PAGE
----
A marketing funnel is a series of stages to guide prospects through the customer journey. The funnel helps marketing teams plan and measure efforts to attract, engage, and convert prospects through content and other marketing materials, like landing pages and ads
The funnel can be categorised into a three-stage model:
1. Top of the funnel: awareness
The top of the funnel (TOFU) is where prospects become aware of your brand and engage with it for the first time. They might not know a lot about your product or service yet, so this stage focuses on content and marketing material that promotes brand awareness.
Use this stage to attract prospects, and show them what you have to offer:
Create a landing page or infographic that introduces your brand, service, or product to new visitors.
Use paid ads on social media and in podcasts that are relevant to your target audience.
2. Middle of the funnel: consideration
Potential customers enter the middle of the funnel (MOFU) once they’ve engaged with your brand in a meaningful way: maybe they’ve subscribed to an email list, are following you on social media, or have signed up for a webinar. Use this stage to engage with prospects—to earn their trust and set your brand apart:
Write an article or white paper that provides value, answers a question, and solves a problem for your potential customers.
The bottom of the funnel (BOFU) is the last place prospective customers go before they convert. You’ve gotten their attention, built trust, and fostered a relationship with them. Use this stage to convert prospects—give them specific reasons to choose your brand over your competitors:
Offer a trial or demo so visitors can experience your product or service first-hand.
Write a how-to guide or article that answers questions and eliminates any doubt or blockers potential customers may experience.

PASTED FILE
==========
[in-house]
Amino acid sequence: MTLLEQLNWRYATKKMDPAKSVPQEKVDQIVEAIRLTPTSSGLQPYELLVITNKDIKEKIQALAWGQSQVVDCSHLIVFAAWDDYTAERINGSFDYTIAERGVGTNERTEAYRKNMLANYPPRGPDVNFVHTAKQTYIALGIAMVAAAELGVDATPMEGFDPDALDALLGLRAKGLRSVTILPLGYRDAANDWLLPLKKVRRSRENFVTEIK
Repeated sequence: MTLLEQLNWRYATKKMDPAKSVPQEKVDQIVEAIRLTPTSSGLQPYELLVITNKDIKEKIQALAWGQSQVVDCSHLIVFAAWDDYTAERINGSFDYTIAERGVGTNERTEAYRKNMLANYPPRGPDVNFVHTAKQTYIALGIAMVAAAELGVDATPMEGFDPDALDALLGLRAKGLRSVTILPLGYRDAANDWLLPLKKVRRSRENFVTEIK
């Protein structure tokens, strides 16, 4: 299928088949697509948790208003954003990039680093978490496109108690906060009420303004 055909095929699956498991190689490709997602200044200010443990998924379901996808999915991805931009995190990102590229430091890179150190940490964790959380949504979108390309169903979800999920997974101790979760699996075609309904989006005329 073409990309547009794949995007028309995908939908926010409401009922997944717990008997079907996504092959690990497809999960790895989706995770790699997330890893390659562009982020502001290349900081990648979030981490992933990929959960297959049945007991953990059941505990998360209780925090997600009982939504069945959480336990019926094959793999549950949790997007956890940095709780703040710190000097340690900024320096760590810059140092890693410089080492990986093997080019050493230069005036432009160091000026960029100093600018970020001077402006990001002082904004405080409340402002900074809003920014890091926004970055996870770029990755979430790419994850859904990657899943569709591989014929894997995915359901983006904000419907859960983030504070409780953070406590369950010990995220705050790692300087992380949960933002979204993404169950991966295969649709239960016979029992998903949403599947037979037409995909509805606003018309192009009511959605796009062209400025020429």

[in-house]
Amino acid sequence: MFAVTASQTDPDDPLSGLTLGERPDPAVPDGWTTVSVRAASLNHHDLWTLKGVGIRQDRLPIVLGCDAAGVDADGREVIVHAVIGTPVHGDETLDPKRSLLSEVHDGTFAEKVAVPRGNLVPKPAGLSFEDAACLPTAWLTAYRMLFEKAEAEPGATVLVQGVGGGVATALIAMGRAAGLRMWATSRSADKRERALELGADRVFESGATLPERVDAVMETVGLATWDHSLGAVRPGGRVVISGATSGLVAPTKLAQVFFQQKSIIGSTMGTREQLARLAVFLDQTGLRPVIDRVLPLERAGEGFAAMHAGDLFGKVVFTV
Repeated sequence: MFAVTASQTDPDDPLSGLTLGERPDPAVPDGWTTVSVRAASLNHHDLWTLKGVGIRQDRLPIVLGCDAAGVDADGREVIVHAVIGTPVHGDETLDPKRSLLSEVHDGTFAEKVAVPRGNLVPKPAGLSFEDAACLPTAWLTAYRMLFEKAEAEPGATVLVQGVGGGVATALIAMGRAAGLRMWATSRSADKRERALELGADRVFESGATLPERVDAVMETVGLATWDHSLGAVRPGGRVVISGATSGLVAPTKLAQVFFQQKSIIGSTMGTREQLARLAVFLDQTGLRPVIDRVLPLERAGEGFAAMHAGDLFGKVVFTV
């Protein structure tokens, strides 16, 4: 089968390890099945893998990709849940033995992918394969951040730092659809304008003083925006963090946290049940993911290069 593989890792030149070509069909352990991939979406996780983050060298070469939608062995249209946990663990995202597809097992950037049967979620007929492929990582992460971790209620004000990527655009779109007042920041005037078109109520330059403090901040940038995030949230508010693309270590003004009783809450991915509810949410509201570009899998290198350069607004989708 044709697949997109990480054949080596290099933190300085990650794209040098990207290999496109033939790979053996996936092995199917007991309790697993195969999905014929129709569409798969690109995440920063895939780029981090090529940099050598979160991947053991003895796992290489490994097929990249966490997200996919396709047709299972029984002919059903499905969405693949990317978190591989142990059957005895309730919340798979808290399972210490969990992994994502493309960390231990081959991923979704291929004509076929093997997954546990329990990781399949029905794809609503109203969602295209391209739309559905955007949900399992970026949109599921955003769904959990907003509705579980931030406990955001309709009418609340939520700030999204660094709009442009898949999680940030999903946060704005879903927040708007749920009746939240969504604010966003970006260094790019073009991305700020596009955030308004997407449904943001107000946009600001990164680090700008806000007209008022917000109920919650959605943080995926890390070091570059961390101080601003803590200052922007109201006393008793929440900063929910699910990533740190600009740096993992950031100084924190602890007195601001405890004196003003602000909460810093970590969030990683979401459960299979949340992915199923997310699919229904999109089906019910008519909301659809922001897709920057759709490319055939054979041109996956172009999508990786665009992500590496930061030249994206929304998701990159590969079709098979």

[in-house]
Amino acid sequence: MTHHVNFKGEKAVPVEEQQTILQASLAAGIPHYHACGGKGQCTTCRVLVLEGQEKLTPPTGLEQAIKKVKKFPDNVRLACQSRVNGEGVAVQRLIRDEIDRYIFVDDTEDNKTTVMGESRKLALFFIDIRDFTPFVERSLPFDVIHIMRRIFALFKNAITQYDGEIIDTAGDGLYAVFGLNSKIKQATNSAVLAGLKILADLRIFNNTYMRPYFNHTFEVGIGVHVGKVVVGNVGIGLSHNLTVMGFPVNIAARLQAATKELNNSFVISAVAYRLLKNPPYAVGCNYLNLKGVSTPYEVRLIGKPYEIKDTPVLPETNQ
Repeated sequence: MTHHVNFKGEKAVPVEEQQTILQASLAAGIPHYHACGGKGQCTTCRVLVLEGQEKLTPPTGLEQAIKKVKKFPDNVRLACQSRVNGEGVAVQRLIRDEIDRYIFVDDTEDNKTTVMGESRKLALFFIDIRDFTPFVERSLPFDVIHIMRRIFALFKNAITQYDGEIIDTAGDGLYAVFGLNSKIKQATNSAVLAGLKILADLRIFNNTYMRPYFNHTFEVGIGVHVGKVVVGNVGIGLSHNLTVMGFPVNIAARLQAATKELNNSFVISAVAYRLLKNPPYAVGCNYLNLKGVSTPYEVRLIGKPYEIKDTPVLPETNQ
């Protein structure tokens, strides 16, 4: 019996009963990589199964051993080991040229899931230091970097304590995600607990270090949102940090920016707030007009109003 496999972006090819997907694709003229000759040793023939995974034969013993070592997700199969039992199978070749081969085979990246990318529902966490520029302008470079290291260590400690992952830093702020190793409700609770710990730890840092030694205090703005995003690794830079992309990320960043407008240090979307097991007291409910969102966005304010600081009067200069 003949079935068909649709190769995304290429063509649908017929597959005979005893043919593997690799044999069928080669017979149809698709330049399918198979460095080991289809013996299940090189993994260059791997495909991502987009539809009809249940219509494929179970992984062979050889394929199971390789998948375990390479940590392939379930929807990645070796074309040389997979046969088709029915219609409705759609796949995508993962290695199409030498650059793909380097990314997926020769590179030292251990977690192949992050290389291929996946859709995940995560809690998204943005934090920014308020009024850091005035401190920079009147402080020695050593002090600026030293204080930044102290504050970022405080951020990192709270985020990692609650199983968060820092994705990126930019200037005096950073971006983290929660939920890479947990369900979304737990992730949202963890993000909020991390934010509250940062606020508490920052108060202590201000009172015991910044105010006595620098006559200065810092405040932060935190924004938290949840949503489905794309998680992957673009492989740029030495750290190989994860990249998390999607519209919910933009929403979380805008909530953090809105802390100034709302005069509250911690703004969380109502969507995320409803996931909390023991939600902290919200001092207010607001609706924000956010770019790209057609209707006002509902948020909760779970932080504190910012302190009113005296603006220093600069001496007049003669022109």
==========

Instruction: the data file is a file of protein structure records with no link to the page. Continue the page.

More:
Share social proof, like customer reviews and testimonies, to build even more trust.
Make feature and price comparison charts easy to access and understand.
Send segmented email marketing campaigns and use on-site surveys—for example, send an email to users that have abandoned their shopping cart, or put an exit surveyon the checkout page.
Measuring the success of your marketing funnel
Understanding your customers requires observing and communicating with them—not just looking at numbers on a chart and making assumptions. To measure your marketing funnel's success, you need both quantitative and qualitative data (more on this later).
That said, there are still some key quantitative metrics to keep in mind when you measure your marketing funnel's success and effectiveness.
4 marketing funnel metrics you should measure
1. Cost per acquisition (CPA)
CPA measures how much you’re spending on marketing to acquire each new customer. Teams usually look at this number to analyse their paid advertising, email marketing, social media, and other paid marketing efforts.
To get this number, divide the entire cost of your marketing campaign by the number of conversions. From there, the idea is pretty simple: if the cost outweighs the gain, you might want to consider ending the campaign or testing alternatives.
2. Customer lifetime value (LTV)
LTV measures the continuous value a customer brings to your company. This metric is all about retention, which carries particular weight for SaaS (software as a service) companies because subscribers pay regularly. However, LTV also gives insight to industries like e-commerce and traditional sales—if you can predict the likelihood of a customer making another purchase.
3. Conversion rates
Conversion rate measures the frequency of conversions. Some marketers only focus on the final conversion: sales—but you can measure each stage's success through micro-conversions or goal conversions. For example:
TOFU conversion: how many visitors convert to marketing qualified leads (MQLs)
MOFU conversion: how many MQLs convert to sign-ups or subscribers
BOFU conversion: how many sign-ups or subscribers convert to customers
Measuring goal conversion rate allows your team to make more informed decisions about each funnel stage rather than just the final outcome.
4. Conversion rate per channel
Each marketing channel has different goals, so it’s important to analyse the success of each one. These channels might include
Paid ads (Display, SEM, Social, Podcasts)
Referrals and influencers
Like with goal conversions, teams with clear definitions for conversions in each channel will have an easier time measuring success. Ask yourself: